Amanda Knox made her return to Italy this week, her first time in the country since she was acquitted in 2015 for murder.
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She had agreed to be a panelist at a conference, which took place in the northern Italian city of Modena. Knox on Saturday spoke on a panel that discussed the media's role in criminal trials.
"Many think I was mad to come back, that I wouldn’t be safe, that I would be falsely accused and sent back to jail," she said in Italian. "I am afraid today ... scared of being molested, trapped ... but above all I am scared that I will lack courage. I know that I remain a controversial figure, especially in Italy."
She spoke for nearly an hour, recalling how she was treated by law enforcement and blaming the media for how she was represented in the case.
"I had zero motivation to kill my friend," she said. "And there was no DNA proof that involved me on the scene of the crime. Then I heard the judge pronounce 'guilty' and the verdict fell upon me like a crushing weight. I was innocent but the rest of the world decided I was guilty and were effectively rewriting reality in my past, present and future."
Weeks earlier, Knox, 31, said in a tweet that she was "honored" to accept the invitation from The Italy Innocence Project.
The Italy Innocence Project didn't yet exist when I was wrongly convicted in Perugia. I'm honored to accept their invitation to speak to the Italian people at this historic event and return to Italy for the first time.https://t.co/MGorAiDgKJ— Amanda Knox (@amandaknox) May 7, 2019
The Italy Innocence Project, founded in 2013, is a non-profit organization that studies issues related to wrongful convictions in Italy and is part of the Law Department of the University of Roma.
Before she arrived in Italy, Knox posted a photo on Instagram appearing to show her hanging from a cliff, saying she created her "own inspirational workplace poster" because she felt "frayed."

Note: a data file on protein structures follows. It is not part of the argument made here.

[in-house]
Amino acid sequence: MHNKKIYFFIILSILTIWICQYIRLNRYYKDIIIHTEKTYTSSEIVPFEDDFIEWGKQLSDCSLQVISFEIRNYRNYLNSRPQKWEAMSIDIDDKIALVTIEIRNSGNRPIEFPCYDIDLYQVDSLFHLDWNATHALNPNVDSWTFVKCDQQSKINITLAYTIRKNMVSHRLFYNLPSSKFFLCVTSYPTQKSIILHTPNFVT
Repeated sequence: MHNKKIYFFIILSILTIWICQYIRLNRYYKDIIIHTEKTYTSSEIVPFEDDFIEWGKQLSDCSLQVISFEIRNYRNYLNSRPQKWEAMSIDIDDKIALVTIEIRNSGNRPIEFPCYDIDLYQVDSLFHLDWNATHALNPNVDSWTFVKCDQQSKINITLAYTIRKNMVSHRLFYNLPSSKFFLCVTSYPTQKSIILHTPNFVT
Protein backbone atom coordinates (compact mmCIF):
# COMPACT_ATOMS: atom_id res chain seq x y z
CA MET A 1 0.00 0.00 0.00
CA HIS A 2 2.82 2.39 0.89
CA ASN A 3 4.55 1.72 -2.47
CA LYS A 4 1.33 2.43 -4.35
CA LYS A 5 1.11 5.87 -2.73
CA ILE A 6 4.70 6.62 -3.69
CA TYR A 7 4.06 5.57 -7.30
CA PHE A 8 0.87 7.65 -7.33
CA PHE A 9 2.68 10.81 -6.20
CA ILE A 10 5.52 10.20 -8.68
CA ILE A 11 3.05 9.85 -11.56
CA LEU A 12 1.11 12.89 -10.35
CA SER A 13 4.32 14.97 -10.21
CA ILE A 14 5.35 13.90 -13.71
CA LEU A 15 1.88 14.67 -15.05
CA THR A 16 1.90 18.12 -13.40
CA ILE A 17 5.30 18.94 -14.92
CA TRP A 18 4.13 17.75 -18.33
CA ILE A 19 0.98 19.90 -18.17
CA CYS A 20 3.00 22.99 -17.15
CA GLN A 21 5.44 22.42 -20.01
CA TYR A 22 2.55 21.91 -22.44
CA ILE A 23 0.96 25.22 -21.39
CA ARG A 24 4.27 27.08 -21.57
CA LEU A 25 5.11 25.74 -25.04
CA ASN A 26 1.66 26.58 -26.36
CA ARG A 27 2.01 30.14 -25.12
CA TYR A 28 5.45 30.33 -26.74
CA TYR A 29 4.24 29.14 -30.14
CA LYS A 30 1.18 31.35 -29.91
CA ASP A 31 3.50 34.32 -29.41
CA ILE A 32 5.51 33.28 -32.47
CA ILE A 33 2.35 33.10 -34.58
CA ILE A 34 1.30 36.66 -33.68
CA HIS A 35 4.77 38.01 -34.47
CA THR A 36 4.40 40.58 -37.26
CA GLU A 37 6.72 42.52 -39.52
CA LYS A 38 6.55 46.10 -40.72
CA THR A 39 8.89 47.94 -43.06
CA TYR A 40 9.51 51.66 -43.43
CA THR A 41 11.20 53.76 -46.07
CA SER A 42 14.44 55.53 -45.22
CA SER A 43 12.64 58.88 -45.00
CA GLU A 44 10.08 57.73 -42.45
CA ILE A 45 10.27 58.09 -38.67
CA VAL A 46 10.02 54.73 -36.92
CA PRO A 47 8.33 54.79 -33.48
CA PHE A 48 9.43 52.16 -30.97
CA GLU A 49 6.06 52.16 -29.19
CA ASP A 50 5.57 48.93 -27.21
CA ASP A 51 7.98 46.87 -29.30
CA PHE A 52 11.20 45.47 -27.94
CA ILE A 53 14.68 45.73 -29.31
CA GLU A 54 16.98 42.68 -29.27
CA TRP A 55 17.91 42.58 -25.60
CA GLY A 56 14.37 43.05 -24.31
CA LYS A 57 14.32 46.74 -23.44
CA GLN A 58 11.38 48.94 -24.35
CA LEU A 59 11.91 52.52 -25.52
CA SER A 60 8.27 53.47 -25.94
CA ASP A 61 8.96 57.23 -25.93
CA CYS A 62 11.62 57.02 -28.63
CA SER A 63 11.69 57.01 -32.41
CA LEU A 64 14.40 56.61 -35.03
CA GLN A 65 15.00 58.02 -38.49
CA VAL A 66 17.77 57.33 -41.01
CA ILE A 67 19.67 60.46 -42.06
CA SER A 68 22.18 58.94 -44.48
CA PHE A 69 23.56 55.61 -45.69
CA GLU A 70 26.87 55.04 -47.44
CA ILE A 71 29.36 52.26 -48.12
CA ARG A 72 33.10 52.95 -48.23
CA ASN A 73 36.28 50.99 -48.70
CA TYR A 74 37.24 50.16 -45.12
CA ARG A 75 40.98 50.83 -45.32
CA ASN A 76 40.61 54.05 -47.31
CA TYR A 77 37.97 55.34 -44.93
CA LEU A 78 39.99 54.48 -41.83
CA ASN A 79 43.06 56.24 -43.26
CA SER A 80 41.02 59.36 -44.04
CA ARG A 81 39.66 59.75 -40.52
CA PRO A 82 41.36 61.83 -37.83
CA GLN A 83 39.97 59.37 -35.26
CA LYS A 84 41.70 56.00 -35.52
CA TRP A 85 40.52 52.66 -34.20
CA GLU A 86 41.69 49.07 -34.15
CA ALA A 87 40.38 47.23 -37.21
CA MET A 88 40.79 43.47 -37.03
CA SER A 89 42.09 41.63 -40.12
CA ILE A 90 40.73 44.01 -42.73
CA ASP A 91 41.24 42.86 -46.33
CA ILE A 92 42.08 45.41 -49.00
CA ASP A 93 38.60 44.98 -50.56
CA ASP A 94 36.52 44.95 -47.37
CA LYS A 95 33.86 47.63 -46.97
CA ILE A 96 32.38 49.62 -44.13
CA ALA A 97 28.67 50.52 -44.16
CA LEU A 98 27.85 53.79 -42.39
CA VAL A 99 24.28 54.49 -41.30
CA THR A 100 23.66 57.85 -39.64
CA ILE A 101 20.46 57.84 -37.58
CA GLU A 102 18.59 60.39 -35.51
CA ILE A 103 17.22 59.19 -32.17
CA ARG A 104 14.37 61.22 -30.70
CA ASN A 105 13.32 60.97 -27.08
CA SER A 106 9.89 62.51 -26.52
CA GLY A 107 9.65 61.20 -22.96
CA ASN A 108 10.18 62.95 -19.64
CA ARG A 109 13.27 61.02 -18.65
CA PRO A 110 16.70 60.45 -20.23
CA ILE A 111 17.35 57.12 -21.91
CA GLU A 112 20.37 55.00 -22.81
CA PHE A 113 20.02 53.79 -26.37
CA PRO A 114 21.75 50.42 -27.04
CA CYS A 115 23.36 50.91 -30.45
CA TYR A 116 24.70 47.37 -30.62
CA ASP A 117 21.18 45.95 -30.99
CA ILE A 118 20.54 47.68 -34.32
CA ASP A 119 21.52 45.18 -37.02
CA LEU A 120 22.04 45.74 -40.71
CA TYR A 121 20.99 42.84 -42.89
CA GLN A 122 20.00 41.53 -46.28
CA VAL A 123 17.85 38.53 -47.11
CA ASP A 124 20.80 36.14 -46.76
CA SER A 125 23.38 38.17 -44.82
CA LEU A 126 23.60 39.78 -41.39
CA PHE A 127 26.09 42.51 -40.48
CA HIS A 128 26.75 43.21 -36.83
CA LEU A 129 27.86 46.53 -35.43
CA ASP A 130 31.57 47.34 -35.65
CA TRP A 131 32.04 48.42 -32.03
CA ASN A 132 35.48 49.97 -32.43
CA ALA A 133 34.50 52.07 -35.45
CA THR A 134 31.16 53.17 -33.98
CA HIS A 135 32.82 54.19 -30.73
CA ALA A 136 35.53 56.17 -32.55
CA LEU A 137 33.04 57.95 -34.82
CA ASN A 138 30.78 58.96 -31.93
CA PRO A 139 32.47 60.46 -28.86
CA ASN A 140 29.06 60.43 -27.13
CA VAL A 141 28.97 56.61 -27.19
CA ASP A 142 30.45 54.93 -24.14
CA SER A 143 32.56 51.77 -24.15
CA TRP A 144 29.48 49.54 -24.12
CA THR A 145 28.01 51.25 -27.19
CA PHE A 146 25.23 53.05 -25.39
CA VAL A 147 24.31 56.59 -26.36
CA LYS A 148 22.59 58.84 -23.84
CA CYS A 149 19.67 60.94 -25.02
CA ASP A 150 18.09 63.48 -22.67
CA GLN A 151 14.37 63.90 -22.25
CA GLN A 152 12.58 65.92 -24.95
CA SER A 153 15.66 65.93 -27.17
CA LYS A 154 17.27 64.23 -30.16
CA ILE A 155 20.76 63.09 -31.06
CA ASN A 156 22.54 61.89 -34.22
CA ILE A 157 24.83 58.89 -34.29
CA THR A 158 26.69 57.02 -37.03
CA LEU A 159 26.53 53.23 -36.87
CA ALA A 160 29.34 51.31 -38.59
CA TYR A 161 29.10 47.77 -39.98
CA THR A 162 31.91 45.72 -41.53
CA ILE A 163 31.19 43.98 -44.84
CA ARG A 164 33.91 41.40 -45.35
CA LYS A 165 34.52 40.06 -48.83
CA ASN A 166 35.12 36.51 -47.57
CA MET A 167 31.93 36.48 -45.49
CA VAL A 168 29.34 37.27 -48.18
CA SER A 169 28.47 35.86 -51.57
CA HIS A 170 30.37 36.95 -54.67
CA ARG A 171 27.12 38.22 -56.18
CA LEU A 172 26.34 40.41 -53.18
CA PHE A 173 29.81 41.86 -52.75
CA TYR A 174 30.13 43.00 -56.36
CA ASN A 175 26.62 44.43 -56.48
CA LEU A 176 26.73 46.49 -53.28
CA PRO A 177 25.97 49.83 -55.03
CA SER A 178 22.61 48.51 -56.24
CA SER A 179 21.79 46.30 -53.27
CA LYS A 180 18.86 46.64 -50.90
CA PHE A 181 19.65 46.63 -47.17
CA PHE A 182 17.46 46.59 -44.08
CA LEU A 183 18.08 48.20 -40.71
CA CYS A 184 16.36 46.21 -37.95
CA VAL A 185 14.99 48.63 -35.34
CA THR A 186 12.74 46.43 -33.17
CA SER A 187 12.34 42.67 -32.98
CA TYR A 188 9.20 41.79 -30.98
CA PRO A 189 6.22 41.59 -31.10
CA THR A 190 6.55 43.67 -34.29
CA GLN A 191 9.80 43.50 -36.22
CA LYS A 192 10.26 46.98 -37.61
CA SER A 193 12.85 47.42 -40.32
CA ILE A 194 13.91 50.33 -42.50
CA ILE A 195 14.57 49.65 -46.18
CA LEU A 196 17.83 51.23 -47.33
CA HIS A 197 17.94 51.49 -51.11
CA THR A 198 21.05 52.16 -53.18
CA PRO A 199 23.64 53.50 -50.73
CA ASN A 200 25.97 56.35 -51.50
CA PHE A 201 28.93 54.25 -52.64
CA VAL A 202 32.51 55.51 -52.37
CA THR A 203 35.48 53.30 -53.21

"Hang in there!" she wrote.
She also penned an essay published on Medium Wednesday discussing her interaction with the public amid intense media scrutiny. Entitled "Your Content, My Life," Knox called on media outlets to be "compassionate," "brave," and to " treat its subjects like the human beings they are."
"Someone’s life may make a great story, but it’s still their life," she wrote.
Knox was a 20-year-old college student studying abroad in Italy when she was accused of murdering her roommate, British student Meredith Kercher, in November 2007. After a long judicial ordeal, which involved two appeal court trials and two Supreme Court decisions, Knox, along with Raffaele Sollecito, her Italian boyfriend at the time, were finally acquitted of murder in 2015.
Knox left Italy immediately after the acquittal and has not returned to the country.
Rudy Guede was found guilty of Kercher's murder in a separate trial in 2008 and is serving a sentence of 16 years.
Martina Cagossi, a criminal lawyer and one of the founders of The Italy Innocence Project, told ABC News that she met Knox at a conference in the U.S. and said Knox had shown interest in her organization.
ABC News' Ben Gittleson contributed to this report.